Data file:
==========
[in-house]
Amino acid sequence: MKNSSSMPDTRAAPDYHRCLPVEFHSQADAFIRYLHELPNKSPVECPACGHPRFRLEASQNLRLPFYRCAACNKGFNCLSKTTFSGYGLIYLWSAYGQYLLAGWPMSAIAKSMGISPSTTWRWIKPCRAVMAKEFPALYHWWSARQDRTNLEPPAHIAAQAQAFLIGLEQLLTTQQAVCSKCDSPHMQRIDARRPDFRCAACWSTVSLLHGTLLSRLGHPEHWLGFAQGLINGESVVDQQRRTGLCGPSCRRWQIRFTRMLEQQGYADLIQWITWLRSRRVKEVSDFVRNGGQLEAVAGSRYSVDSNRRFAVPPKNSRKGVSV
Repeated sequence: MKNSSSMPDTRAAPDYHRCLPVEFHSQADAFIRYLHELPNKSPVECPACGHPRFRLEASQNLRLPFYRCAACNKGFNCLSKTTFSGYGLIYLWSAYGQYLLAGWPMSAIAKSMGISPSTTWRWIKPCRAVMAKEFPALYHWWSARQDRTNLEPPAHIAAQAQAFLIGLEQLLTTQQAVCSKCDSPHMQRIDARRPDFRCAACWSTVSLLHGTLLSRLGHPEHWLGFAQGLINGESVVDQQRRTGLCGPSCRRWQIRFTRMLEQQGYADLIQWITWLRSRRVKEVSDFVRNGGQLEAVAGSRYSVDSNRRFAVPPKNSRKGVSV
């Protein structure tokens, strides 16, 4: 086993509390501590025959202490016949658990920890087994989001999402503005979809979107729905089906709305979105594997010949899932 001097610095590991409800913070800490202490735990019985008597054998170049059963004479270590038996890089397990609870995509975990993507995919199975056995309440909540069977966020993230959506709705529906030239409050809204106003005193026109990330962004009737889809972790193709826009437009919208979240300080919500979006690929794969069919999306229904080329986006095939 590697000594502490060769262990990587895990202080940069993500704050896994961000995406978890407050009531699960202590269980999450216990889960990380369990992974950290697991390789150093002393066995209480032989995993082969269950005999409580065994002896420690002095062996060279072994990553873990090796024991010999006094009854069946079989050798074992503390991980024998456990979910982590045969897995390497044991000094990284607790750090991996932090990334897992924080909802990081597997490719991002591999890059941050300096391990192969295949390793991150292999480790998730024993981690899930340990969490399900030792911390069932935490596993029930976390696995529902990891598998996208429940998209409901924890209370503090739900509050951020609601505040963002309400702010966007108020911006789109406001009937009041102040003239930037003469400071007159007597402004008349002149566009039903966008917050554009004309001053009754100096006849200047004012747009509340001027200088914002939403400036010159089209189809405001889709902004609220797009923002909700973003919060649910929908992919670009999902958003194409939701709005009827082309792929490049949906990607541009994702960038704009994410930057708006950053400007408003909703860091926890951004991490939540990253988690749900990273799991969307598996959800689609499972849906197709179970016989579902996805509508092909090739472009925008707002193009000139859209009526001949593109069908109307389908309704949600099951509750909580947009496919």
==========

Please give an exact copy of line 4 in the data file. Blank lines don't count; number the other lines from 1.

């Protein structure tokens, strides 16, 4: 086993509390501590025959202490016949658990920890087994989001999402503005979809979107729905089906709305979105594997010949899932 001097610095590991409800913070800490202490735990019985008597054998170049059963004479270590038996890089397990609870995509975990993507995919199975056995309440909540069977966020993230959506709705529906030239409050809204106003005193026109990330962004009737889809972790193709826009437009919208979240300080919500979006690929794969069919999306229904080329986006095939 590697000594502490060769262990990587895990202080940069993500704050896994961000995406978890407050009531699960202590269980999450216990889960990380369990992974950290697991390789150093002393066995209480032989995993082969269950005999409580065994002896420690002095062996060279072994990553873990090796024991010999006094009854069946079989050798074992503390991980024998456990979910982590045969897995390497044991000094990284607790750090991996932090990334897992924080909802990081597997490719991002591999890059941050300096391990192969295949390793991150292999480790998730024993981690899930340990969490399900030792911390069932935490596993029930976390696995529902990891598998996208429940998209409901924890209370503090739900509050951020609601505040963002309400702010966007108020911006789109406001009937009041102040003239930037003469400071007159007597402004008349002149566009039903966008917050554009004309001053009754100096006849200047004012747009509340001027200088914002939403400036010159089209189809405001889709902004609220797009923002909700973003919060649910929908992919670009999902958003194409939701709005009827082309792929490049949906990607541009994702960038704009994410930057708006950053400007408003909703860091926890951004991490939540990253988690749900990273799991969307598996959800689609499972849906197709179970016989579902996805509508092909090739472009925008707002193009000139859209009526001949593109069908109307389908309704949600099951509750909580947009496919």